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Seven Blue Sisters in SB Skies
updated: Feb 02, 2013, 10:00 AM

By Chuck McPartlin

We had some nice clear skies last week, but the Moon was bright, so it was a good time to image a prominent star cluster. Well placed in Santa Barbara skies these days, are the Pleiades, or the Seven Sisters. They are overhead as darkness falls, next to brilliant Jupiter, but about 400 light years away, while Jupiter is at about 40 light minutes.

The Pleiades are often mistaken for the Little Dipper, which is actually the constellation Ursa Minor, the Little Bear. The Pleiades form more of a "micro dipper" in the shoulder of the constellation Taurus, the Bull. Taurus, by the way, represents only half a bull - he ends at the waistline. The story is that when he was placed into the sky, his rear half cracked off, and fell back to Earth, and brought forth politicians.

Here is the Pleiades image, a mosaic of 80 individual photos taken with a modified monochrome video camera used for security systems, attached to a 5-inch telescope. Printed full size, it would be about 3 feet across - way too much ink. This gives you an idea of how small the field of view can be through a telescope.

As you can see, there are more than seven stars in the Seven Sisters. There are thousands of stars in the cluster, gravitationally bound and moving through space together. Because the cluster is easily seen and near the ecliptic, the path of the Sun and the planets across the sky, lots of cultures have stories about it.

One Greek story involves seven sisters who were being pursued by Orion. Zeus turned them into doves, and they flew up into the sky to become these stars. One of sisters is dimmer than the rest, because she married a mortal, and longed to return to Earth, while the other sisters had the foresight to marry immortal gods.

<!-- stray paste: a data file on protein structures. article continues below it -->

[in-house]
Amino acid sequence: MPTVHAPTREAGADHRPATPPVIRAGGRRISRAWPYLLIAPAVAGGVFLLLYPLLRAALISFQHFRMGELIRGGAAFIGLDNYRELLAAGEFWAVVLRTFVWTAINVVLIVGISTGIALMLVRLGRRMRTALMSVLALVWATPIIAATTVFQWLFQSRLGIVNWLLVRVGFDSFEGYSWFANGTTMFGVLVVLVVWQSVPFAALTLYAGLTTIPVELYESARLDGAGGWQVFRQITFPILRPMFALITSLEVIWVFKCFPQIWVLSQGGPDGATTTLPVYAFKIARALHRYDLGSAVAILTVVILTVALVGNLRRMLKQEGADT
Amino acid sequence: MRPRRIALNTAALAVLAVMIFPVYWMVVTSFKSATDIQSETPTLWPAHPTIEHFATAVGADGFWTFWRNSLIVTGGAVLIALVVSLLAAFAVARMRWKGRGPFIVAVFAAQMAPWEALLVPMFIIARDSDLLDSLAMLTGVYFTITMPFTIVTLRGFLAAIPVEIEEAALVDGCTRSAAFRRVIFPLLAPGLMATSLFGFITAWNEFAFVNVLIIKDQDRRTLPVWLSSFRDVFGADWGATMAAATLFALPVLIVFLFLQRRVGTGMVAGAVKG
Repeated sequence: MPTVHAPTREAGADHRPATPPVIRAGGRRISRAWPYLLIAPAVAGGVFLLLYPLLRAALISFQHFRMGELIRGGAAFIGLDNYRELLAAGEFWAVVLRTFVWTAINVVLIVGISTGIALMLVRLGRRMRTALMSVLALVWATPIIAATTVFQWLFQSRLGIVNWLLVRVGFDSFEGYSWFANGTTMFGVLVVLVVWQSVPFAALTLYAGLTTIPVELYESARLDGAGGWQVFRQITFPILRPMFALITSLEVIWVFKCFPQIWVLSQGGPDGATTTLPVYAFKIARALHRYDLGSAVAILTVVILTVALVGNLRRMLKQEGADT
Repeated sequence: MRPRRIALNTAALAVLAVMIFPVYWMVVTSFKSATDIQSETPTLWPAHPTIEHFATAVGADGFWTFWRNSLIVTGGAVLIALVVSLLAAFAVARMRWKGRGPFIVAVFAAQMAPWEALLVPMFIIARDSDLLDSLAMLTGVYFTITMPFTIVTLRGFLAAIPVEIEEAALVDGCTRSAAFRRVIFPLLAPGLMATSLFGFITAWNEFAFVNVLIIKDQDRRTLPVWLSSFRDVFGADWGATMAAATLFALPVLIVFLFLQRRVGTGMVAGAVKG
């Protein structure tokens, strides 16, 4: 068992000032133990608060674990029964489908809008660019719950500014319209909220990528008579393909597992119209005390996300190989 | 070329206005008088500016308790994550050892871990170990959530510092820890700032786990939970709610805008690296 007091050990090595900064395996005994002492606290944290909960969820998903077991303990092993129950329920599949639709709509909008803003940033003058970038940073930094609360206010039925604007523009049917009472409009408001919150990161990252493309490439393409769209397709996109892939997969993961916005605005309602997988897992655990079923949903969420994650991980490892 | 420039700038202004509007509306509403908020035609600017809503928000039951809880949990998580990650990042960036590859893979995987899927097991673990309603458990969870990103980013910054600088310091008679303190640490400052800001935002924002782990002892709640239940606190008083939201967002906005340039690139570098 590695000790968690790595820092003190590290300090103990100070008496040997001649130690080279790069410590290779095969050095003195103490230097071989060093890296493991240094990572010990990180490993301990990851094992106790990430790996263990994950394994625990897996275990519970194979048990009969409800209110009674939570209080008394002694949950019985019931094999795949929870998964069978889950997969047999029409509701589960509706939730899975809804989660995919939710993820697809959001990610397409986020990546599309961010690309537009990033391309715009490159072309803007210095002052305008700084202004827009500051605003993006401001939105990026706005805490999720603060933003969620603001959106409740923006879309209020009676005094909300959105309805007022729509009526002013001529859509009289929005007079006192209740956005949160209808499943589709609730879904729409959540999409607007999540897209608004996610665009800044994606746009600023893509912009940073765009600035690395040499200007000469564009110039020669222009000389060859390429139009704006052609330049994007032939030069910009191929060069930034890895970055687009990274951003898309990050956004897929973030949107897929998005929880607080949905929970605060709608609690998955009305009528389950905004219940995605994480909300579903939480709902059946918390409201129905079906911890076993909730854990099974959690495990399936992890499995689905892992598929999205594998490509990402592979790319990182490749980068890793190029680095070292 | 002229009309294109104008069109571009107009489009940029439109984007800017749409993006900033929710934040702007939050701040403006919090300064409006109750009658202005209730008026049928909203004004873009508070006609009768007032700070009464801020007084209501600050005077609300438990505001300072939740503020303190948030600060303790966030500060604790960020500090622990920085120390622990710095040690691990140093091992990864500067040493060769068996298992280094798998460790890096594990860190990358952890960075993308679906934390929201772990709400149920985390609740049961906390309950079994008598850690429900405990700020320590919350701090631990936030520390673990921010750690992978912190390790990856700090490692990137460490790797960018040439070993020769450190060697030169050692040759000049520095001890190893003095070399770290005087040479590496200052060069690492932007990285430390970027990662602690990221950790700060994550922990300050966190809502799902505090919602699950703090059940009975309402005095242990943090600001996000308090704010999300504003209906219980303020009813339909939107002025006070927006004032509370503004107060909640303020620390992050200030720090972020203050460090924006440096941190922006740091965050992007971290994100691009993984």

The video camera is more sensitive to red light, and the Pleiades are hot, young stars, and thus blue. Here is an image generated from planetarium software, showing more what your eye would see. The named stars of the cluster have been labeled, but are rather hard to read. From left to right they are: Atlas, Pleione, Alcyone, Merope, Maia, Sterope, Taygeta, Electra, and Celaeno. Atlas and Pleione are the parents of the sisters. The little line of stars trailing down from Alcyone is known as "Ally's Braid".

Finally, here is an image assembled with big scopes - the Palomar Observatory Sky Survey's Oschin Telescope and the Hubble Space Telescope. The strange superimposed hieroglyphic represents the fields of view of the instruments. Here you can see lots of color, not only in the stars, but in the reflection nebulae surrounding them. The Pleiades are colliding with a cloud of space dust, very small particles of carbon and silicates puffed off and left behind by an earlier generation of stars. These particles preferentially bend and scatter blue wavelengths of light, amply supplied by the cluster. Earth's daytime skies are blue for the same reason. Our atmospheric particles scatter the blue wavelengths of sunlight down to our eyes.

References for a cloudy day:


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